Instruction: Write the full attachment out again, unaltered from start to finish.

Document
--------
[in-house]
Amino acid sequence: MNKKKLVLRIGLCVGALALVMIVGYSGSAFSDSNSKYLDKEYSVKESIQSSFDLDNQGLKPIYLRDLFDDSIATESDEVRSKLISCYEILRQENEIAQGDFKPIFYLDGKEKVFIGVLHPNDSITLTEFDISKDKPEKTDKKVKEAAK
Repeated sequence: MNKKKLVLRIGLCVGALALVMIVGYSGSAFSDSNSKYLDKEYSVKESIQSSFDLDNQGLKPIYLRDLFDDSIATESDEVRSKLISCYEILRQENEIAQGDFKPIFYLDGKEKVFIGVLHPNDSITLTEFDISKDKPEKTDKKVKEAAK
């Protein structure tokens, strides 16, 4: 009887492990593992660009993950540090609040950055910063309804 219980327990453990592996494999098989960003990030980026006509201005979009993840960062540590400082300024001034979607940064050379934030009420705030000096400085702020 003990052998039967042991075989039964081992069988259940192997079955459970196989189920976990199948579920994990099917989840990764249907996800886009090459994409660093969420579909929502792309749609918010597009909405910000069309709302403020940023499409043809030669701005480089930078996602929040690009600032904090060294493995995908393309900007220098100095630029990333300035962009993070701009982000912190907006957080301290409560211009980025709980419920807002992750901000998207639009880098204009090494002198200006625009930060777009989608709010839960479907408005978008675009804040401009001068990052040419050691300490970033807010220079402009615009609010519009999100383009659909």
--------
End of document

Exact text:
[in-house]
Amino acid sequence: MNKKKLVLRIGLCVGALALVMIVGYSGSAFSDSNSKYLDKEYSVKESIQSSFDLDNQGLKPIYLRDLFDDSIATESDEVRSKLISCYEILRQENEIAQGDFKPIFYLDGKEKVFIGVLHPNDSITLTEFDISKDKPEKTDKKVKEAAK
Repeated sequence: MNKKKLVLRIGLCVGALALVMIVGYSGSAFSDSNSKYLDKEYSVKESIQSSFDLDNQGLKPIYLRDLFDDSIATESDEVRSKLISCYEILRQENEIAQGDFKPIFYLDGKEKVFIGVLHPNDSITLTEFDISKDKPEKTDKKVKEAAK
């Protein structure tokens, strides 16, 4: 009887492990593992660009993950540090609040950055910063309804 219980327990453990592996494999098989960003990030980026006509201005979009993840960062540590400082300024001034979607940064050379934030009420705030000096400085702020 003990052998039967042991075989039964081992069988259940192997079955459970196989189920976990199948579920994990099917989840990764249907996800886009090459994409660093969420579909929502792309749609918010597009909405910000069309709302403020940023499409043809030669701005480089930078996602929040690009600032904090060294493995995908393309900007220098100095630029990333300035962009993070701009982000912190907006957080301290409560211009980025709980419920807002992750901000998207639009880098204009090494002198200006625009930060777009989608709010839960479907408005978008675009804040401009001068990052040419050691300490970033807010220079402009615009609010519009999100383009659909």